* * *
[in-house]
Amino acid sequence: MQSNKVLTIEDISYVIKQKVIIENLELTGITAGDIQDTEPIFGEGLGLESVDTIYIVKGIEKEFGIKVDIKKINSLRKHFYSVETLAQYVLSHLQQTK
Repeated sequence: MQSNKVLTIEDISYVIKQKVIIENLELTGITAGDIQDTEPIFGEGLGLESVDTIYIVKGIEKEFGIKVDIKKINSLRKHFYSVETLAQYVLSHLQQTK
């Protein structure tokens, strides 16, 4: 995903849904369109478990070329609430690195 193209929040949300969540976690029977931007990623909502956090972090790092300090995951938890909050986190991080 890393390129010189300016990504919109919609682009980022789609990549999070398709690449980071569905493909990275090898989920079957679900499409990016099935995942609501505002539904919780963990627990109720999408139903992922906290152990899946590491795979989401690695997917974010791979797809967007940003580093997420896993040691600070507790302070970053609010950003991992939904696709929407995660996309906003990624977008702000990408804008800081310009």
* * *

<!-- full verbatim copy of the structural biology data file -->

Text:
[in-house]
Amino acid sequence: MQSNKVLTIEDISYVIKQKVIIENLELTGITAGDIQDTEPIFGEGLGLESVDTIYIVKGIEKEFGIKVDIKKINSLRKHFYSVETLAQYVLSHLQQTK
Repeated sequence: MQSNKVLTIEDISYVIKQKVIIENLELTGITAGDIQDTEPIFGEGLGLESVDTIYIVKGIEKEFGIKVDIKKINSLRKHFYSVETLAQYVLSHLQQTK
């Protein structure tokens, strides 16, 4: 995903849904369109478990070329609430690195 193209929040949300969540976690029977931007990623909502956090972090790092300090995951938890909050986190991080 890393390129010189300016990504919109919609682009980022789609990549999070398709690449980071569905493909990275090898989920079957679900499409990016099935995942609501505002539904919780963990627990109720999408139903992922906290152990899946590491795979989401690695997917974010791979797809967007940003580093997420896993040691600070507790302070970053609010950003991992939904696709929407995660996309906003990624977008702000990408804008800081310009």